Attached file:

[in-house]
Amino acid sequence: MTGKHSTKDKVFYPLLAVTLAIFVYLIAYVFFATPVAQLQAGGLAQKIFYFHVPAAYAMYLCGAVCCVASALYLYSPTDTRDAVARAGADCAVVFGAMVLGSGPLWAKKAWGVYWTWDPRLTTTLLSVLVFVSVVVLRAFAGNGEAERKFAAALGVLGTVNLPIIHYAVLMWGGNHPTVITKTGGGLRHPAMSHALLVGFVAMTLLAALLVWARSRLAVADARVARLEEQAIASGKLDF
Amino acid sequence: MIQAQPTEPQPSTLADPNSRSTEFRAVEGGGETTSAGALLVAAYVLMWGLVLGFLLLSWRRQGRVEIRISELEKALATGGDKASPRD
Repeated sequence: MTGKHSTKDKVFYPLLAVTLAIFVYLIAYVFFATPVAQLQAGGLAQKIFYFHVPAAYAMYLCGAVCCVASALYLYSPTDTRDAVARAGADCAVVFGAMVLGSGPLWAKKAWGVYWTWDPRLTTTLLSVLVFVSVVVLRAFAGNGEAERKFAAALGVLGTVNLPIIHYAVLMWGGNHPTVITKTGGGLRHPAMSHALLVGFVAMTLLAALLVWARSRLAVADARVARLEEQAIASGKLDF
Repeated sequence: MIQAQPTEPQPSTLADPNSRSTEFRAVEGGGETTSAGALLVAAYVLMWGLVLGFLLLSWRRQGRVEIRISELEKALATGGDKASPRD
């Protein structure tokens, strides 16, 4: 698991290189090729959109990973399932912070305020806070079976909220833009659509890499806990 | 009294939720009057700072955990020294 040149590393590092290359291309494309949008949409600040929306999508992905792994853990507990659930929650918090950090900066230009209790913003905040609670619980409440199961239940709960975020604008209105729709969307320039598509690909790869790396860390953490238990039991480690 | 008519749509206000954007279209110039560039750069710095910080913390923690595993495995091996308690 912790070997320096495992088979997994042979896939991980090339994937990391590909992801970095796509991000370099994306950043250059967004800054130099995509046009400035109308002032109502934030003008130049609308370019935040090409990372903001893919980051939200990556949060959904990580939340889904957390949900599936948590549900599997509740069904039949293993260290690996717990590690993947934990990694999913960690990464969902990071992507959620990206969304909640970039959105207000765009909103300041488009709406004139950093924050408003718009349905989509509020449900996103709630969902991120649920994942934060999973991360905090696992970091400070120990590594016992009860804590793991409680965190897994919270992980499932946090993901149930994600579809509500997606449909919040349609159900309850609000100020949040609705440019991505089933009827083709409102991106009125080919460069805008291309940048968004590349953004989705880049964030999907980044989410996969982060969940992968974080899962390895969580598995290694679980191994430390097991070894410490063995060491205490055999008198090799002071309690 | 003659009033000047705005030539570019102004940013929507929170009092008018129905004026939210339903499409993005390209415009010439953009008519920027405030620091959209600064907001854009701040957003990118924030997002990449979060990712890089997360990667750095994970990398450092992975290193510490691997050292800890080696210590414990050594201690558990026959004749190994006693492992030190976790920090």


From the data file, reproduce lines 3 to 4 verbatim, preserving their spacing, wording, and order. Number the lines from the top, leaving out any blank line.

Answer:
Amino acid sequence: MIQAQPTEPQPSTLADPNSRSTEFRAVEGGGETTSAGALLVAAYVLMWGLVLGFLLLSWRRQGRVEIRISELEKALATGGDKASPRD
Repeated sequence: MTGKHSTKDKVFYPLLAVTLAIFVYLIAYVFFATPVAQLQAGGLAQKIFYFHVPAAYAMYLCGAVCCVASALYLYSPTDTRDAVARAGADCAVVFGAMVLGSGPLWAKKAWGVYWTWDPRLTTTLLSVLVFVSVVVLRAFAGNGEAERKFAAALGVLGTVNLPIIHYAVLMWGGNHPTVITKTGGGLRHPAMSHALLVGFVAMTLLAALLVWARSRLAVADARVARLEEQAIASGKLDF